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QML vs QGraphicsView - choosing the right level of abstraction

  • Hello!

    For what types of projects is QML the right level of abstraction and when is QGraphicsView more suitable? All of the example QML applications I have seen are small "iPhone-style apps", viewers or from-like database frontends. Is QML suitable for applications that deal with editing documents, like a word processor, for example?

    Two aspects interest me in particular:

    1. QGraphicsView is advertised as being able to cope with millions of items. Is the same true of QML? In the word-processor example, would it be practical to represent every paragraph of text by a separate QML item? Would this approach scale to a 100 page novel? Or does the overhead imposed by QML over QGraphicsView make this impractical?

    2. If the number of items in a QDeclarativeView changes dynamically (as in the paragraphs in a novel example), is it still practical to manage these changes from QML? Or would the traditional C++ approach be the tool of choice? Also, I find the tools for describing abstract state machines in Qt very appealing, but these seem to be focused on small finite state machines (or at most states parameterized by scalar variables). I take it that handling an unbounded list of paragraphs, each with its own internal state, impractical, especially if paragraphs might be nested?

    Please let me know your thoughts on the matter!


  • No. Go for ordinary widgets. The features of QML/QGV (and their overhead) aren't much of help in case of a word processor.

  • Hi peppe, thanks for your reply. Even though I am dealing with a word-processor-like application, I will have to do a lot of custom drawing. I investigated the use of ordinary widgets with custom paint methods, which turned out to be too slow. I will require the optimizations that only a proper canvas can afford. This lead me to QGV.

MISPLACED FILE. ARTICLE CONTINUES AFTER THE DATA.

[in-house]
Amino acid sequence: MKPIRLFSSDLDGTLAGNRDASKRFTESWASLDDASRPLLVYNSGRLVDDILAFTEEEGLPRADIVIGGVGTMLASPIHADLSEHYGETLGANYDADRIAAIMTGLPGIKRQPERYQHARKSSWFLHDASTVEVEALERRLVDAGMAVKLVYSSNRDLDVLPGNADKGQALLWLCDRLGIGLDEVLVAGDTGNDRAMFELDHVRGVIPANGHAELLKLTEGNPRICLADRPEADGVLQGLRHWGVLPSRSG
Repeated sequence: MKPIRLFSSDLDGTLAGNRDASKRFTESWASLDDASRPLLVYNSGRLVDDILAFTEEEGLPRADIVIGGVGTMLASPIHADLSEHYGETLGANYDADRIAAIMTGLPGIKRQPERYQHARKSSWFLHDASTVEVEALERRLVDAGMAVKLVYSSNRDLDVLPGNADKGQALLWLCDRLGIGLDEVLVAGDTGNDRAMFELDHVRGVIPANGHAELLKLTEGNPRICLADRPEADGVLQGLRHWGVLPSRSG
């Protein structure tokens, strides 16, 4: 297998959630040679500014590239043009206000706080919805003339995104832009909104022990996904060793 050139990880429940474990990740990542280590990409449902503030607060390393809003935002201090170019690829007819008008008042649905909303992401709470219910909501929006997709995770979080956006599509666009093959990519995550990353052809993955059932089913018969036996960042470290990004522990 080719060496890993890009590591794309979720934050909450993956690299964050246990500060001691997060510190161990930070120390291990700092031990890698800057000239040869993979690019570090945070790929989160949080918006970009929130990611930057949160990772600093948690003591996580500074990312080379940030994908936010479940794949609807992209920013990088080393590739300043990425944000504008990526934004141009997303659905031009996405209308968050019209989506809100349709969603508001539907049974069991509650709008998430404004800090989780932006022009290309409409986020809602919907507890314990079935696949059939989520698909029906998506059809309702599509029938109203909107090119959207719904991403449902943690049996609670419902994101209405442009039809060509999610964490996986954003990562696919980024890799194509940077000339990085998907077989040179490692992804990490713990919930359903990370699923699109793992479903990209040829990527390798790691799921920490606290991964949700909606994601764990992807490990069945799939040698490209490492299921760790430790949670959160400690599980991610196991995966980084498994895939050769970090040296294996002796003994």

So I am interested in the overhead/performance differences between QML on the one hand and QGV on the other hand. How much impact do the niceties provided by the JavaScript virtual machine have? On the other hand, if QML is ported to the QML Scene Graph backend in the future, QML may actually become faster than QGV in certain cases. The question is which way the balance will tilt, if large editable documents with thousands of items have to be rendered.

    Nonetheless, I think you are right, peppe, and QML is not the right tool for the job.

  • Well I start to slowly change some of my applications to QML. For the moment only small objects, so the speed doesn't slow. Once the QML scene graph is done , I will probably move almost all the interface to QML. At least for me it works because I want to add more kinky-animated look to my applications. Depends what do you want.

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